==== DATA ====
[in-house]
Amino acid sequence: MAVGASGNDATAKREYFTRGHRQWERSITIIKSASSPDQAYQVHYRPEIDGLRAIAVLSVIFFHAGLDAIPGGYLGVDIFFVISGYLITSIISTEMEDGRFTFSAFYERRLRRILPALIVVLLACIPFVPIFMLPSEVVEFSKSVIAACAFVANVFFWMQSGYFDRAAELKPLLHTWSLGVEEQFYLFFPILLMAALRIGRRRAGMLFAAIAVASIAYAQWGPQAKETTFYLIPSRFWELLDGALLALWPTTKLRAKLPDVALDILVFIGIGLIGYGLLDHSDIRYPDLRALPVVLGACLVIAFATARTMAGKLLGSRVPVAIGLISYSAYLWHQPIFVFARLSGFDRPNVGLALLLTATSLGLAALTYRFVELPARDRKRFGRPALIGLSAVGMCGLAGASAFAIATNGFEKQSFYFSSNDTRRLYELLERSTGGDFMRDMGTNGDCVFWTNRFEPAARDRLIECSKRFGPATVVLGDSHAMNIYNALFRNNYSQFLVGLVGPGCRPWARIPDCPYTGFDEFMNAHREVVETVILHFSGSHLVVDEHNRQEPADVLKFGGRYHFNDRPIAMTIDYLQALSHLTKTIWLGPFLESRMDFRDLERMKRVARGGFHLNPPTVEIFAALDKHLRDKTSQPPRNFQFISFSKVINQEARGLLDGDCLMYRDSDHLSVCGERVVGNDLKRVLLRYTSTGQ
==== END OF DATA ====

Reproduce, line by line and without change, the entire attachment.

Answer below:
[in-house]
Amino acid sequence: MAVGASGNDATAKREYFTRGHRQWERSITIIKSASSPDQAYQVHYRPEIDGLRAIAVLSVIFFHAGLDAIPGGYLGVDIFFVISGYLITSIISTEMEDGRFTFSAFYERRLRRILPALIVVLLACIPFVPIFMLPSEVVEFSKSVIAACAFVANVFFWMQSGYFDRAAELKPLLHTWSLGVEEQFYLFFPILLMAALRIGRRRAGMLFAAIAVASIAYAQWGPQAKETTFYLIPSRFWELLDGALLALWPTTKLRAKLPDVALDILVFIGIGLIGYGLLDHSDIRYPDLRALPVVLGACLVIAFATARTMAGKLLGSRVPVAIGLISYSAYLWHQPIFVFARLSGFDRPNVGLALLLTATSLGLAALTYRFVELPARDRKRFGRPALIGLSAVGMCGLAGASAFAIATNGFEKQSFYFSSNDTRRLYELLERSTGGDFMRDMGTNGDCVFWTNRFEPAARDRLIECSKRFGPATVVLGDSHAMNIYNALFRNNYSQFLVGLVGPGCRPWARIPDCPYTGFDEFMNAHREVVETVILHFSGSHLVVDEHNRQEPADVLKFGGRYHFNDRPIAMTIDYLQALSHLTKTIWLGPFLESRMDFRDLERMKRVARGGFHLNPPTVEIFAALDKHLRDKTSQPPRNFQFISFSKVINQEARGLLDGDCLMYRDSDHLSVCGERVVGNDLKRVLLRYTSTGQ